Hello World!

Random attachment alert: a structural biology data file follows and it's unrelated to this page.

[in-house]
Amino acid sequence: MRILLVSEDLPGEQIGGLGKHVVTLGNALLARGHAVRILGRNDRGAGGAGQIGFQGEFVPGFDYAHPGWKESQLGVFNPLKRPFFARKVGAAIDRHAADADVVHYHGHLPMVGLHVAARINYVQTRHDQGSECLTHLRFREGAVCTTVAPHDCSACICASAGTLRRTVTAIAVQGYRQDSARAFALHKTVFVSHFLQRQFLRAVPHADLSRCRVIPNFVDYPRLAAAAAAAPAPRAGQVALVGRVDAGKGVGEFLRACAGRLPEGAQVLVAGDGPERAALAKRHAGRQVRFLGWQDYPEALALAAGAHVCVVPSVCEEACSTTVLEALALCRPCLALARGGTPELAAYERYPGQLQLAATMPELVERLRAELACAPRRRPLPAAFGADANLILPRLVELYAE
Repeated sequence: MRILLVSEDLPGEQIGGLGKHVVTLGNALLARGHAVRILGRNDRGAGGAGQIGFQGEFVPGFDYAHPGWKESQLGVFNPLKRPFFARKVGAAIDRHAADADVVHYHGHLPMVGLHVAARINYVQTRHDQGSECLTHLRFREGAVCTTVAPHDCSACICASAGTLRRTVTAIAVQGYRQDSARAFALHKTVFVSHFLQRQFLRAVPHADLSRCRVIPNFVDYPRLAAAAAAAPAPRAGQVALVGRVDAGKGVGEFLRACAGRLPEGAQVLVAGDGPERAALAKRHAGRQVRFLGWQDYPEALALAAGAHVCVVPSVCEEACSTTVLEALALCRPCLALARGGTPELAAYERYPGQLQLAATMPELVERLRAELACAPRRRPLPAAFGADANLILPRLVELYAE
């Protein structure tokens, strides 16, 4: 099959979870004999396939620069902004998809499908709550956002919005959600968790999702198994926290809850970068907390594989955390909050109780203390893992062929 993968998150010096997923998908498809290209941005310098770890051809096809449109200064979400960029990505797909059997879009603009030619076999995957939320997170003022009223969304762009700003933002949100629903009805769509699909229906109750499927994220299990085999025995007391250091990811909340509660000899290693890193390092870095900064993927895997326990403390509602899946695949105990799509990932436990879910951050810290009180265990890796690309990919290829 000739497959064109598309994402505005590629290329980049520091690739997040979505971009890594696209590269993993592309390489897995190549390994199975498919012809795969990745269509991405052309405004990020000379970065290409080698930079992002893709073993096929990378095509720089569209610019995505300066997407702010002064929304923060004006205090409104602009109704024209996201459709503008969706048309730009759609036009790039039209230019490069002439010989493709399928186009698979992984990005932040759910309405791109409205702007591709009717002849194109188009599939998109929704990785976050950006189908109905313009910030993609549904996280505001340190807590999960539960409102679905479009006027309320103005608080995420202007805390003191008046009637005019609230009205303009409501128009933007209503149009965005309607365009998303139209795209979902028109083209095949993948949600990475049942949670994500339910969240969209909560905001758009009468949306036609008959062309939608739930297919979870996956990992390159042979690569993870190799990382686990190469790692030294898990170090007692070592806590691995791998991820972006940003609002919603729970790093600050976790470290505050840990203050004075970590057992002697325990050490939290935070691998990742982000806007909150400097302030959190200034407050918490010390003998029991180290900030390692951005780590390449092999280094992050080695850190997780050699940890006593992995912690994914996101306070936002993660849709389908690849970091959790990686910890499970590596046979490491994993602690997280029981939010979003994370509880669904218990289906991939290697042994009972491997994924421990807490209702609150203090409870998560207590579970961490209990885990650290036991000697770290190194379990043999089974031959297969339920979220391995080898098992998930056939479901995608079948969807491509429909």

"; } /** * PUT method for updating or creating an instance of HelloWorldResource BeforeYou Begin 1 2 3 4 Using NetBeans to Create Jersey Applications RESTfulWeb Services Developer's Guide • October 200830 * @param content representation for the resource * @return an HTTP response with content of the updated or created resource. */ @PUT @Consumes("application/xml") public void putXml(String content) { } ▼ Deploying andTesting a Jersey Application using NetBeans IDE This section describes building, deploying, and testing a Jersey-annotated application using NetBeans IDE. Right-click the project node and clickTest RESTfulWeb Services. This step will deploy the application and bring up a test client in the browser. When the test client displays, navigate to the helloworld resource and click theTest button. The words Hello World! will display in the Response window. For other sample applications that demonstrate deploying and running Jersey applications using NetBeans, read “Building and Running the HelloWorld-WebApp Application in NetBeans IDE 6.5” on page 37, “Building and Running the Bookstore Application from NetBeans IDE” on page 51, or look at the tutorials on the NetBeans tutorial site, such as the one titled Getting Started with RESTful Web Services: NetBeans 6.5. This tutorial includes a section on creating a CRUD application from a database. Deploying andTesting a Jersey ApplicationWithout NetBeans The following sections describes how to deploy and run a Jersey application without using the NetBeans IDE. This example describes copying and editing an existing Jersey sample application. An example that starts from scratch can be found here. ▼ Deploying andTesting a Jersey Application without NetBeans The easiest way to create and run an application without NetBeans is to copy and edit one of the Jersey sample applications. We'll use the simplest sample application, HelloWorld,to demonstrate one way you could go about creating your own application without NetBeans IDE. 1 2 See Also Deploying andTesting a Jersey ApplicationWithout NetBeans Chapter 4 • Creating, Deploying, and Running Jersey Applications 31 Before you can deploy an application to GlassFish from the command line, you must have downloaded and installed Jersey onto GlassFish, as described in “Adding Jersey to GlassFish” on page 9. Copy the HelloWorld application to a new directory named helloworld2. Do a search for all directories named helloworld and rename them to helloworld2. Search again for all files containing the text helloworld and edit these files to replace this text with helloworld2. Using a text editor, open the file jersey/samples/helloworld2/src/main/java/com/sun/jersey/samples/helloworld/resources/HelloWorldResource.j Modify the text that is returned by the resource to Hello World 2. Save and close the file. Use Maven to compile and deploy the application. For this sample application, it is deployed onto Grizzly. Enter the following command from the command line to compile and deploy the application: mvn compile exec:java. Open a web browser, and enter the URL to which the application was deployed, which in this examples is http://localhost:9998/helloworld2. Hello World 2 will display in the browser. You can learn more about deploying and running Jersey applications by reviewing the many sample applications that ship with Jersey. There is a README.html file for each sample that describes the sample and describes how to deploy and test the sample, and there is a Project Object Model file, pom.xml, that is used by Maven to build the project. Find a project that is similar to one you are hoping to create and use it as a template to get you started. An example that starts from scratch can be found here. For questions regarding Jersey sample applications, visit the Jersey Community Wiki page,or send an email to the users mailing list, users@jersey.dev.java.net. Deploying a RESTfulWeb Service This section is taken from the document titled Overview of JAX-RS 1.0 Features. JAX-RS provides the deployment-agnostic abstract class Application for declaring root resource classes and root resource singleton instances. A Web service may extend this class to declare root resource classes, as shown in the following code example. public class MyApplicaton extends Application { public Set> getClasses() { Set> s = new HashSet>(); BeforeYou Begin 1 2 3 4 5 6 7 See Also Deploying andTesting a Jersey ApplicationWithout NetBeans RESTfulWeb Services Developer's Guide • October 200832 s.add(HelloWorldResource.class); return s; } } Alternatively, it is possible to reuse a Jersey implementation that scans for root resource classes given a classpath or a set of package names. Such classes are automatically added to the set of classes that are returned by the getClasses method. For example, the following code example scans for root resource classes in packages org.foo.rest, org.bar.rest, and in any their sub-packages. public class MyApplication extends PackagesResourceConfig { public MyApplication() { super("org.foo.rest;org.bar.rest"); } } For servlet deployments, JAX-RS specifies that a class that implements Application may be declared instead of a servlet class in the element of the application deployment descriptor, web.xml. As of this writing, this is not currently supported for Jersey. Instead it is necessary to declare the Jersey-specific servlet and the Application class, as shown in the following code example. Jersey Web Application com.sun.jersey.spi.container.servlet.ServletContainer javax.ws.rs.Application MyApplication .... An even simpler approach is to let Jersey choose the PackagesResourceConfig implementation automatically by declaring the packages as shown in the following code. Jersey Web Application com.sun.jersey.spi.container.servlet.ServletContainer com.sun.jersey.config.property.packages org.foo.rest;org.bar.rest .... Deploying andTesting a Jersey ApplicationWithout NetBeans Chapter 4 • Creating, Deploying, and Running Jersey Applications 33 JAX-RS also provides the ability to obtain a container-specific artifact from an Application instance. In the following code example, Jersey supports using Grizzly. SelectorThread st = RuntimeDelegate.createEndpoint(new MyApplication(), SelectorThread.class); Jersey also provides Grizzly helper classes to deploy the ServletThread instance at a base URL for in-process deployment. The Jersey samples provide many examples of servlet-based and Grizzly-in-process-based deployments. Deploying andTesting a Jersey ApplicationWithout NetBeans RESTfulWeb Services Developer's Guide • October 200834 Jersey Sample Applications This chapter discusses some sample applications that demonstrate how to create and use the Jersey annotations in your application. When you install the Jersey add-on to GlassFish, these samples are installed into the glassfish.home/jersey/samples directory. If you have installed Jersey in another way, read the section “Installing and Running the Jersey Sample Applications” on page 10 for information on how to download the sample applications. The Jersey Sample Applications All of the Jersey sample applications can be executed from the command line or from NetBeans IDE 6.5 using Maven version 2.0.9 or greater. Maven makes it easy to distribute the samples without redistributing third-party dependencies, which can be very large. There are three samples included in the tutorial that demonstrate how to create and use resources. They are: ■ HelloWorld-WebApp is a simple “Hello, world” sample that responds to HTTP GET requests. ■ Storage-Service demonstrates a simple, in-memory, web storage service. ■ Bookstore demonstrates how to connect JSP pages to resources. ConfiguringYourEnvironment To run the sample applications, you must install Jersey onto either GlassFish v3 Prelude or NetBeans IDE 6.5, and you need to install and configure Maven. Here are the links to more information on these topics. ■ Installing Jersey onto GlassFish v3 Prelude. This task is described in “Adding Jersey to GlassFish” on page 9. 5CHAPTER 5 35 ■ Installing Jersey as part of the NetBeans Web and Java EE pack, or by installing Jersey as a separate plugin to NetBeans IDE 6.5. This task is described in “Installing Jersey in NetBeans” on page 10. ■ Installing Maven to run the sample applications. This task is described in “Running the Jersey Examples” on page 10. The HelloWorld-WebApp Application This section discusses the HelloWorld-WebApp application that ships with Jersey. The HelloWorld-WebApp application is a “Hello, world” application that demonstrates the basics of developing a resource. There is a single class, HelloWorldResource that contains one method, getClichedMessage that produces a textual response to an HTTP GET request with a greeting that is sent back as plain text. Annotating the Resource Class The following code is the contents of the com.sun.jersey.samples.helloworld.resources.HelloWorldResource class: import javax.ws.rs.GET; import javax.ws.rs.Produces; import javax.ws.rs.Path; @Path("/helloworld") public class HelloWorldResource { @GET @Produces("text/plain") public String getClichedMessage() { return "Hello World"; } } In this example, the following annotations are processed at runtime: ■ The @Path annotation specifies that the Java class will be hosted at the URI path /helloworld. ■ The @GET annotation specifies that the Java method will process HTTP GET requests. ■ The @Produces annotation specifies that the Java method will produce content identified by the MIME media type text/plain. The HelloWorld-WebApp Application RESTfulWeb Services Developer's Guide • October 200836 Configuring the Resource with the Runtime The helloworld-webapp/src/main/webapp/WEB-INF/web.xml deployment descriptor for HelloWorld-Webappcontains the settings for configuring your resource with the JAX-RS API runtime: Jersey Web Application com.sun.jersey.spi.container.servlet.ServletContainer com.sun.jersey.config.property.packages com.sun.jersey.samples.helloworld.resources 1 Jersey Web Application /* The com.sun.jersey.spi.container.servlet.ServletContainer servlet is part of the JAX-RS API runtime, and works with the generated HelloWorldResource class to get the resources provided by your application. The elements specify which URLs your application responds to relative to the context root of your WAR. Both the context root and the specified URL pattern prefix the URI Template specified in the @Path annotation in the resource class file. In the case of the HelloWorld-WebApp sample application, @Path is set to /helloworld, the URL pattern is set to the wild card character, and the context root specified in sun-web.xml is /helloworld-webapp, so the resource will respond to requests of the form: http://:/helloworld-webapp/helloworld ▼ Building and Running the HelloWorld-WebApp Application in NetBeans IDE 6.5 Make sure that Maven is installed and configured, as described in “Running the Jersey Examples”on page 10. Select File→Open Project in NetBeans IDE 6.5. 1 2 The HelloWorld-WebApp Application Chapter 5 • Jersey Sample Applications 37 Navigate to jersey/samples, select HelloWorld-WebApp, and click OK. Right click the HelloWorld-WebApp project in the Projects pane and select Run. This will generate the helper classes and artifacts for your resource, compile the classes, package the files into a WAR file, and deploy the WAR to your GlassFish v3 Prelude instance. If a web browser doesn't open automatically to display the output, you may need to open a web browser and enter the URL for the application. http://localhost:8080/helloworld-webapp/helloworld You will see the following output in your web browser: Hello World ▼ Building and Running the HelloWorld-WebApp Application with Maven Make sure that Maven is installed and configured, as described in “Running the Jersey Examples”on page 10. Open a terminal prompt and navigate to jersey.home/samples/HelloWorld-WebApp. Enter mvn glassfish:run and press Enter. This will build, package, deploy, and run the web application. It will also start GlassFish if it is not running. In a web browser navigate to: http://localhost:8080/helloworld-webapp/helloworld You will see the following output in your web browser: Hello World The Storage-Service Application The Storage-Service sample application demonstrates a simple, in-memory, web storage service and test code using the Jersey client API. The web storage service enables clients to create and delete containers. Containers are used to create, read, update, and delete items of arbitrary content, and to search for items containing certain content. A container can be thought of as a hash map of items. The key for the item is specified in the request URI. There are three web resources that are shown below. 3 4 5 1 2 3 4 The Storage-Service Application RESTfulWeb Services Developer's Guide • October 200838 The web storage service ensures that content can be cached (by browsers and proxies) by supporting the HTTP features Last-Modified and ETag. The sample consists of three web resources implemented by the classes described in the following paragraphs. Note – Two of the resource classes have similar names. ContainersResource (plural) and ContainerResource (singular). Understanding theWeb Resource Classes for the Storage-Service Example The first resource class, com.sun.jersey.samples.storageservice.resources.ContainersResource, provides metadata information on the containers. This resource references the ContainerResource resource using the @Path annotation declared on the ContainersResource.getContainerResource method. The following code is extracted from ContainersResource.java: @Path("/containers") @Produces("application/xml") public class ContainersResource { @Context UriInfo uriInfo; @Context Request request; @Path("{container}") public ContainerResource getContainerResource(@PathParam("container") String container) { return new ContainerResource(uriInfo, request, container); } @GET public Containers getContainers() { System.out.println("GET CONTAINERS"); return MemoryStore.MS.getContainers(); } } Another resource class , com.sun.jersey.samples.storageservice.resources.ContainerResource, provides for reading, creating, and deleting of containers. You can search for items in the container using a URI query parameter. The resource dynamically references the ItemResource resource class using the getItemResource method that is annotated with @Path. The following code is extracted from ContainerResource.java: The Storage-Service Application Chapter 5 • Jersey Sample Applications 39 @Produces("application/xml") public class ContainerResource { @Context UriInfo uriInfo; @Context Request request; String container; ContainerResource(UriInfo uriInfo, Request request, String container) { this.uriInfo = uriInfo; this.request = request; this.container = container; } @GET public Container getContainer(@QueryParam("search") String search) { System.out.println("GET CONTAINER " + container + ", search = " + search); Container c = MemoryStore.MS.getContainer(container); if (c == null) throw new NotFoundException("Container not found"); if (search != null) { c = c.clone(); Iterator i = c.getItem().iterator(); byte[] searchBytes = search.getBytes(); while (i.hasNext()) { if (!match(searchBytes, container, i.next().getName())) i.remove(); } } return c; } @PUT public Response putContainer() { System.out.println("PUT CONTAINER " + container); URI uri = uriInfo.getAbsolutePath(); Container c = new Container(container, uri.toString()); Response r; if (!MemoryStore.MS.hasContainer(c)) { r = Response.created(uri).build(); } else { r = Response.noContent().build(); } The Storage-Service Application RESTfulWeb Services Developer's Guide • October 200840 MemoryStore.MS.createContainer(c); return r; } @DELETE public void deleteContainer() { System.out.println("DELETE CONTAINER " + container); Container c = MemoryStore.MS.deleteContainer(container); if (c == null) throw new NotFoundException("Container not found"); } @Path("{item: .+}") public ItemResource getItemResource(@PathParam("item") String item) { return new ItemResource(uriInfo, request, container, item); } private boolean match(byte[] search, String container, String item) { byte[] b = MemoryStore.MS.getItemData(container, item); OUTER: for (inti=0;i 7a54c57975de11bffcda5bc6bd92a0460d17ad03 2008-10-10T15:011:48+01:00 text/plain 1 http://127.0.0.1:9998/storage/containers/quotes/1 You can search for information within the contents of the quotes container. For example, the following command would search for the String king. curl "http://127.0.0.1:9998/storage/containers/quotes?search=king" This returns the information for the item that contains the text, similar to that shown in the previous step, but not the text itself. The next step shows how to see the contents of the item containing the text king. To get the contents of the item containing the text you found using the search, use the following command: curl http://127.0.0.1:9998/storage/containers/quotes/3 2 3 4 5 The Storage-Service Application Chapter 5 • Jersey Sample Applications 45 This step returns the contents of item 3, which is the quote catch the conscience of the king. To delete an item from the container, use the following command: curl -X DELETE http://127.0.0.1:9998/storage/containers/quotes/3 To delete an item from the container, use the following command: curl -X DELETE http://127.0.0.1:9998/storage/containers/quotes/3 You can use the GET command to verify that item 3 has been removed. To delete the entire quotes container, use the following command: curl -X DELETE http://127.0.0.1:9998/storage/containers/quotes You can use the GET command to verify that the container has been removed. For a discussion of the caching of HTTP requests and responses, look at the glassfish.home/jersey/samples/Storage-Service/README.html file. If you go back to the terminal window that is running the web storage service, you will see the history of HTTP requests and responses, which will look something like this: GET CONTAINERS PUT CONTAINER quotes GET CONTAINERS PUT ITEM quotes 1 PUT ITEM quotes 2 PUT ITEM quotes 3 PUT ITEM quotes 4 GET CONTAINER quotes, search = null PUT ITEM quotes 4 PUT ITEM quotes 4 GET CONTAINER quotes, search = king DELETE ITEM quotes 3 GET CONTAINER quotes, search = null DELETE CONTAINER quotes GET CONTAINER quotes, search = null GET CONTAINERS Extending the Storage-Service Example This example demonstrates storing and returning plain text strings. This example can easily be modified to store and return arbitrary binary data, for example, images. You can easily store any piece of data with any media type. All you have to do is, in the examples in the previous section, change the text/plain parameter to image/jpeg, or some other value, and point to a JPEG file. For example, to create some content that is a JPEG file, you could use the following curl command. 6 7 8 9 The Storage-Service Application RESTfulWeb Services Developer's Guide • October 200846 curl -X PUT -HContent-type:image/jpeg --data /home/jersey_logo.jpg http://127.0.0.1:9998/storage/containers/images/1 To retrieve the contents of the item containing the image, use the following command: curl http://127.0.0.1:9998/storage/containers/images/1 Example:The Storage-ServiceWADL This is the Web Application Description Language file (the WADL) that is generated for the storage-service sample application: The Storage-Service Application Chapter 5 • Jersey Sample Applications 47 The Bookstore Application The Bookstore web application shows how to connect JSP pages to resources. The Bookstore web application presents books, CDs, and tracks from CDs. The sample application consists of five web resources, described and outlined in the following section. This sample demonstrates how to support polymorphism of resources and JSP pages, which means that it allows values of different data types to be handled using a uniform interface. The use of polymorphism makes it possible to add another resource, such as a DVD resource with associated JSP pages, which would extend Item without having to change the logic of Bookstore or any of the existing JSP pages. Web Resources for Bookstore Application The Bookstore resource returns a list of items, either CDs or books. The resource dynamically references a Book or CD resource using the getItem method that is annotated with @Path. Both the Book and CD resources inherit from the Item class, therefore, the item can be managed polymorphically. The following snippet of code from com.sun.jersey.samples.bookstore.resources.Bookstore.java adds some items to the bookstore application and, using a URI path template to pass in the item ID, provides a method for retrieving the item. @Path("/") @Singleton public class Bookstore { The Bookstore Application RESTfulWeb Services Developer's Guide • October 200848 private final Map items = new TreeMap(); private String name; public Bookstore() { setName("Czech Bookstore"); getItems().put("1", new Book("Svejk", "Jaroslav Hasek")); getItems().put("2", new Book("Krakatit", "Karel Capek")); getItems().put("3", new CD("Ma Vlast 1", "Bedrich Smetana", new Track[]{ new Track("Vysehrad",180), new Track("Vltava",172), new Track("Sarka",32)})); } @Path("items/{itemid}/") public Item getItem(@PathParam("itemid") String itemid) { Item i = getItems().get(itemid); if (i == null) throw new NotFoundException("Item, " + itemid + ", is not found"); return i; } ... } Both the Book and the CD resources inherit from the Item class. This allows the resources to be managed polymorphically. The Book resource has a title and an author. The CD resource has a title, author, and list of tracks. The Track resource has a name and a track length. The following code snippet from the CD resource dynamically references the Track resource using the getTrack method that is annotated with @Path. public class CD extends Item { private final Track[] tracks; public CD(final String title, final String author, final Track[] tracks) { super(title, author); this.tracks = tracks; } public Track[] getTracks() { return tracks; } @Path("tracks/{num}/") public Track getTrack(@PathParam("num") int num) { if (num >= tracks.length) The Bookstore Application Chapter 5 • Jersey Sample Applications 49 throw new NotFoundException("Track, " + num + ", of CD, " + getTitle() + ", is not found"); return tracks[num]; } } Mapping the URI Path in the Bookstore Example JSP pages are associated with resource classes. These JSP pages are resolved by converting the fully-qualified class name of the resource class into a path and appending the last path segment of the request URI path to that path. For example, when a GET is performed on the URI path "/", the path to the JSP page is /com/sun/jersey/samples/bookstore/resources/Bookstore/. For this example, since the last path segment is empty, index.jsp is appended to the path. The request then gets forwarded to the JSP page at that path. Similarly, when a GET is performed on the URI path count, the path to the JSP page is /com/sun/jersey/samples/bookstore/resources/Bookstore/count.jsp. The JSP variable it is automatically set to the instance of Bookstore so that the index.jsp,or count.jsp, has access to the Bookstore instance as a Java bean. If a resource class inherits from another resource class, it will automatically inherit the JSP pages from the super class. A JSP page may also include JSP pages using the inheritance mechanism. For example, the index.jsp page associated with the Book resource class includes a footer.jsp page whose location is specified by the super class, Item. The mapping of the URI path space is shown in the following table. URI Path Resource Class HTTP method / Bookstore GET /count Bookstore GET /time Bookstore GET /items/{itemid} Book, CD GET /items/{itemid}/tracks/{num} Track GET Mapping the URI Paths and JSP Pages The mapping of the URI paths and JSP pages is shown in the following table. The Bookstore Application RESTfulWeb Services Developer's Guide • October 200850 URI Path JSP Page / /com/sun/jersey/samples/bookstore/resources/Bookstore/index.jsp /count /com/sun/jersey/samples/bookstore/resources/Bookstore/count.jsp /time /com/sun/jersey/samples/bookstore/resources/Bookstore/time.jsp /items/{itemid} /com/sun/jersey/samples/bookstore/resources/Book/index.jsp /items/{itemid} /com/sun/jersey/samples/bookstore/resources/CD/index.jsp /items/{itemid}/tracks/{num} /com/sun/jersey/samples/bookstore/resources/Track/index.jsp ▼ Building and Running the Bookstore Application from aTerminalWindow Open a terminal prompt and navigate to glassfish.home/jersey/examples/bookstore. Enter mvn glassfish:run and press Enter. This will build, package, and deploy the project onto GlassFish using Maven. In a web browser navigate to: http://localhost:8080/Bookstore/ ▼ Building and Running the Bookstore Application from NetBeans IDE Select File→Open Project, and browse to the Jersey Bookstore sample application directory to open the project. Right-click the project and select Properties. On the Actions tab, make sure that Use external Maven for build execution is checked. Also on the Actions tab, select Run Project under Actions, then change the Execute Goals field to package glassfish:run, and change the Set Properties field to netbeans.deploy=true. On the Run tab, make sure that the server is set to GlassFish v3 Prelude. Right-click the project and select Run. This will build, package, and deploy the project onto GlassFish using Maven. In a web browser navigate to: http://localhost:8080/Bookstore/ 1 2 3 1 2 3 4 The Bookstore Application Chapter 5 • Jersey Sample Applications 51 When the sample is running, it looks like the following example: URL: http://locahlhost:8080/Bookstore/ Czech Bookstore Item List * Svejk * Krakatit * Ma Vlast 1 Others count inventory get the system time regular resources Other Jersey Examples For more sample applications that demonstrate the Jersey technology, look in the glassfish.home/jersey/samples/ directory. The following list provides a brief description of each sample application. ■ HelloWorld: This is how everybody starts, using Grizzly as the process HTTP server. ■ HelloWorld-WebApp: This is how everybody starts using a Web application. This application is described in this book. See section “The HelloWorld-WebApp Application” on page 36. ■ Bookstore web application: Demonstrates how to use polymorphism with resources and views that are JSP pages. This application is described in this book. See section “The Bookstore Application” on page 48. ■ Entity-Provider: Demonstrates pluggable entity providers. ■ Generate-WADL: Demonstrates how to customize generation of the WADL file. ■ Jaxb: Demonstrates the use of Java Architecture for XML Binding (JAXB)-based resources. ■ JMaki-backend web application: Provides JavaScript Object Notation (JSON) to be consumed by jMaki widgets. ■ Json-From-Jaxb: Demonstrates how to use JSON representation of JAXB-based resources. ■ Mandel:AMandelbrot service written in the Scala programming language using Scala's actors to scale-up the calculation. ■ Optimistic-Concurrency: Demonstrates the application of optimistic concurrency to a web resource. Other Jersey Examples RESTfulWeb Services Developer's Guide • October 200852 ■ Simple-Atom-Server: Simple Atom server that partially conforms to the Atom Publishing Protocol. ■ Simple-Console: Demonstrates a simple service using Grizzly. ■ Simple-Servlet: Demonstrates how to use a Servlet container. ■ Sparklines:ASparklines application inspired by Joe Gregorio's python application. ■ Spring-annotations: An example leveraging Jersey's Spring-based annotation support. ■ Storage-Service: Demonstrates a basic in-memory web storage service. This list contains sample applications that are not installed with Jersey, but which also demonstrate the Jersey technology. ■ RESTful Web Services and Comet: Demonstrates interacting remotely with a Comet web application. Learn how to build one with Dojo, Java EE technologies, and GlassFish.http://developers.sun.com/appserver/reference/techart/cometslideshow.html Other Jersey Examples Chapter 5 • Jersey Sample Applications 53 54 Index Numbers and Symbols @Consumes, 21 @DELETE, 13, 18 @GET, 13, 18 @Path, 13, 16 @PathParam, 23 @POST, 13, 18 @Produces, 21 @PUT, 13, 18 @QueryParam, 23 A annotations Jersey, 13 overview, 13-14 applications creating, 29-34 deploying, 29-34 running, 29-34 sample, 35 C client-side, 27 cookie parameters, 23 creating, with NetBeans, 29-31 creating applications, 29-34 D deploying, 31, 32-34 with NetBeans, 31 without NetBeans, 31-32 deploying applications, 29-34 deployment descriptor, example, 37 E entity providers, 19 F form parameters, 23 H header parameters, 23 HTTP methods, 18 I installing, 9 on GlassFish, 9-10 J JAX-RS, 5 55 JAX-RS (Continued) APIs, 6 Jersey, 5 APIs, 6 in NetBeans, 10 installing, 9 on GlassFish, 9-10 other info sources, 6-7 samples installing, 9, 10-11 running, 10 JSR-311, 5 M matrix parameters, 23 Maven, running samples, 44 MessageBodyReader, 19 MessageBodyWriter, 19 O overview, further topics, 27 P parameters, extracting, 23 path, templates, 16 path parameters, 23 Q query parameters, 23 R request method designator, 13, 18 resource, configuring with runtime, 37 resource class, 13 resource method, 13 ResponseBuilder, 19 RESTful web services, 5 running applications, 29-34 S sample applications, 35 Jersey distribution, 52 sample code, 52 samples installing, 10-11 running, 10 in NetBeans, 37-38 with Maven, 38 security, 27 T testing with NetBeans, 31 without NetBeans, 31-32 U URI path templates, 16 W WADL, 44 web.xml, example, 37 Index RESTfulWeb Services Developer's Guide • October 200856